The opener “FCKNXTWK” finds Westside providing a very brief verse as DJ Drama’s pretty much talking all over some harmonious vocals in the back while the next song “Broadway Joes” is a self proclamation as the King of New York over a rugged beat. The track “Size 42” gets cutthroat over an eerie Daringer beat while the song “Connie’s Son” brags over a soulful beat.

The track “Banana Yacht” with Estee Nack finds the 2 flexing over a grand instrumental & while I like how menacing “GONDEK” is, it’s way too short. The track “Kelly’s Korner” with Fat Joe sees the 2 getting bloodthirsty over a jazzy beat from Statik Selektah while the DJ Green Lantern produced “Undertaker vs. Goldberg” gets on the classic Hall ‘N Nash vibe.

The track “Whoopy” talks about wanting to be with this woman over a laidback instrumental while the Animoss produced “Love U” is a better continuation of the previous cut. The track “Kool G” is an epic Griselda cut where Westside, Conway the Machine & Benny the Butcher use the same rhyme scheme throughout with this raw Alchemist/Daringer beat while the song “It’s Possible” with Boldy James & Jay Worthy sees the 3 talking about making it out of the hood over a beautiful soul sample.

The track “Lucha Bros.” with Benny the Butcher & Curren$y sees the 3 getting rowdy over a vintage Alchemist beat while the song “Westside Gunn Day” goes at Westside’s competition over a symphonic boom bap beat from JR Swiftz.  And before a spoken word outro from Keisha Plum, the final song “Kesington Pool” pays tribute to NY over a decent boom bap beat.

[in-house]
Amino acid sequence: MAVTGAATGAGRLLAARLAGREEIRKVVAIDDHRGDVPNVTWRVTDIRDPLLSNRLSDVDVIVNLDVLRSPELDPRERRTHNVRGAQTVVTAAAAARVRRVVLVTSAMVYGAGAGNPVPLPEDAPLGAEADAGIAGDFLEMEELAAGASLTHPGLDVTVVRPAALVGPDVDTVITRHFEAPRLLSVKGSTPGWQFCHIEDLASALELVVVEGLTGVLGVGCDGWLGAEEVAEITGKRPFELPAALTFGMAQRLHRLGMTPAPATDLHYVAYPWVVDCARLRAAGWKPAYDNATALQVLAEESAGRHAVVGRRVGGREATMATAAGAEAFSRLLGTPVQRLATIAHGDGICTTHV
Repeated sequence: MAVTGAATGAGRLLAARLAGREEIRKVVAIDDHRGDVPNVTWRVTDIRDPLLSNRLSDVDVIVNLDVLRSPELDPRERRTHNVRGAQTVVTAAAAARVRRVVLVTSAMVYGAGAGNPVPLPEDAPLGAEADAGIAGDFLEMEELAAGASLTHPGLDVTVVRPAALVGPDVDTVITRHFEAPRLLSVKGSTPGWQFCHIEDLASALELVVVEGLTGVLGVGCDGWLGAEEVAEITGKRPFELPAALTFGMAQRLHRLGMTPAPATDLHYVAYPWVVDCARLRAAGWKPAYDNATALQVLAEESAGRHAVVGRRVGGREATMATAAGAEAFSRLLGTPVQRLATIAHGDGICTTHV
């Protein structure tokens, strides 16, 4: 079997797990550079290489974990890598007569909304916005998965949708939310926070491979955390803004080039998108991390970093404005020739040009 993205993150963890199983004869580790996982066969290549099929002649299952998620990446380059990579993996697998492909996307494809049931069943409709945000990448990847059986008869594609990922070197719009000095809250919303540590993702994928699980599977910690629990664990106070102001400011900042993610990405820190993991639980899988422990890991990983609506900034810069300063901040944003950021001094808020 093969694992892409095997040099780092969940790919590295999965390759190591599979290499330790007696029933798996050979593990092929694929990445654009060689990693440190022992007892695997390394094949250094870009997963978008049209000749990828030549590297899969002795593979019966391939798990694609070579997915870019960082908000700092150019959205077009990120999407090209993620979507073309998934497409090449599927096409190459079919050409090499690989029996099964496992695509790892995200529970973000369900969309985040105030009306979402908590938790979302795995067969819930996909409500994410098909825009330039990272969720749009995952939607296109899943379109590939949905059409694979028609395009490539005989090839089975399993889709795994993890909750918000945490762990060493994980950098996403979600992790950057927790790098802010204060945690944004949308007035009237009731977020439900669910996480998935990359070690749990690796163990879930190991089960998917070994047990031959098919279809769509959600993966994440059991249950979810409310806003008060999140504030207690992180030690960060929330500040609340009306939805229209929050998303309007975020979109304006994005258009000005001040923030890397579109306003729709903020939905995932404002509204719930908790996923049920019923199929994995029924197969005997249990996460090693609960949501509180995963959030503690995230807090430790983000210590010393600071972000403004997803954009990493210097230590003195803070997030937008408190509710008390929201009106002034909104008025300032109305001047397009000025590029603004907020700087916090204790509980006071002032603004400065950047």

This is a lot better than FLYGOD is an Awesome God that came out earlier this year. Westside goes back to his roots more on this one in comparison to taking more risks on his last album. The beats are punchier & the pen game continues to flourish.

Score: 3.5/5

Conway – “Look What I Became” review

This is the sophomore album from Buffalo, New York emcee Conway the Machine. Who rose to stardom with his brother Westside Gunn & their label Griselda Records just a few years ago. Last we heard from Conway was in July when he dropped the song “Bang” with Eminem, which is the lead single to his upcoming Shady Records debut God Don’t Make Mistakes. And to prep us for it, he’s releasing Look What I Became independently.

The album kicks off with “No Women No Kids”, where Conway gets mafioso over a haunting Alchemist beat. The next song “Hawks” attacks his biters over an intoxicating instrumental & after the “RIP Owen” interlude, the song “Tito’s Back” is just pretty much Conway & Benny the Butcher showing off their chemistry over a Daringer beat with some eerie keyboards.

The track “Black Spoons” gets back on the mafioso tip over a demented DJ Muggs beat while the song “Vino D” with Dave East & Jim Jones pays tribute to Conway’s friend with the same name over a boom bap beat from JR Swiftz. The track “Half of It” talks about his success over an organ-inflicted trap beat from Rick Hyde & then after the “Bells Palsy” interlude, the closer “You Made It” pays tribute to his mother over a relaxing beat from Statik Selektah.